Where will Coronavirus Boost Real Estate? — Market Mad House

Daniel G. Jennings
6 min readJun 15, 2020

The coronavirus pandemic could boost real estate prices in some parts of the United States. Conversely, coronavirus will destroy property values in many other regions.

For instance, coronavirus could increase demand property values in some rural and Sunbelt areas. To explain, people who work from home will want to move to safer and more pleasant areas.

For example, some professionals will abandon their apartment in Brooklyn or their ranch home in Aurora, Colorado, in favor of a house in Florida. Additionally, many people will realize that they no longer need to live within commuting distance of their jobs.

Hence, many people will move farther out in the countryside or to a high-quality-of-life smaller city or small town. More people will move from Naperville, Illinois, or Levittown, New York, to Salida, Colorado, or Saint George, Utah, for example.

Coronavirus will fuel Migration

I think coronavirus will help places with low taxes, low housing prices, low density, good climates, and a higher quality of life most.

In particular, many work-from-home professionals will move from high-tax states; such as California and New York, to no-income tax states such as Nevada, Florida, Tennessee, New Hampshire, Texas, and Wyoming. Additionally, small cities and towns that offer urban amenities such as ethnic restaurants, old buildings, outdoor recreation, parks, excellent schools, old houses, live entertainment, colleges, shopping, and sports will see more in-migration.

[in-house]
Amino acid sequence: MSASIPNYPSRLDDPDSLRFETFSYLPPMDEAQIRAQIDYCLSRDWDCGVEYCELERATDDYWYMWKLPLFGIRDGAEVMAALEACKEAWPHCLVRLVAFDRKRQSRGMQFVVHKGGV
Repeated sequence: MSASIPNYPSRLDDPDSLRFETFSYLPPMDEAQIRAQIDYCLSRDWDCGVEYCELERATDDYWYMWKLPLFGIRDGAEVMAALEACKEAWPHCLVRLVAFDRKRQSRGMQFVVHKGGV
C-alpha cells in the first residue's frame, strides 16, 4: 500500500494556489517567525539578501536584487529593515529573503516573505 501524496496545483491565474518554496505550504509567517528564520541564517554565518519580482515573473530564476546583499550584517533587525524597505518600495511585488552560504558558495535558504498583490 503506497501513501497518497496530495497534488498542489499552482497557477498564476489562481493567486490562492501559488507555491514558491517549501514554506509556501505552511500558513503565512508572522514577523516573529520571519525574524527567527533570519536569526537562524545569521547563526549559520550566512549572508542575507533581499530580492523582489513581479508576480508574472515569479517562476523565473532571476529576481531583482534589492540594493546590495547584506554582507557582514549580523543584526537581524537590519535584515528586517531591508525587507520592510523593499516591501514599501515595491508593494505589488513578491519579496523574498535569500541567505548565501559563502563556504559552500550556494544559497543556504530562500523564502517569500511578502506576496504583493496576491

For instance, families could move from Boston to Charlottesville, Virginia, Santa Fe, New Mexico, or Jacksonville, Florida. Warmer climates will be one of the major focuses of that migration.

Families with children and seniors will pioneer the migration, but many singles will follow. I predict many older singles who are sick and tired of apartment-living will decamp from cities such as Chicago and head for locales like Galveston or Boise.

Shift Back to Public Schools

One factor driving the out-migration could be a shift back to public schools by the upper class. To explain, Scott Galloway or Prof G…



Daniel G. Jennings

Daniel G. Jennings is a writer who lives and works in Colorado. He is a lifelong history buff who is fascinated by stocks, politics, and cryptocurrency.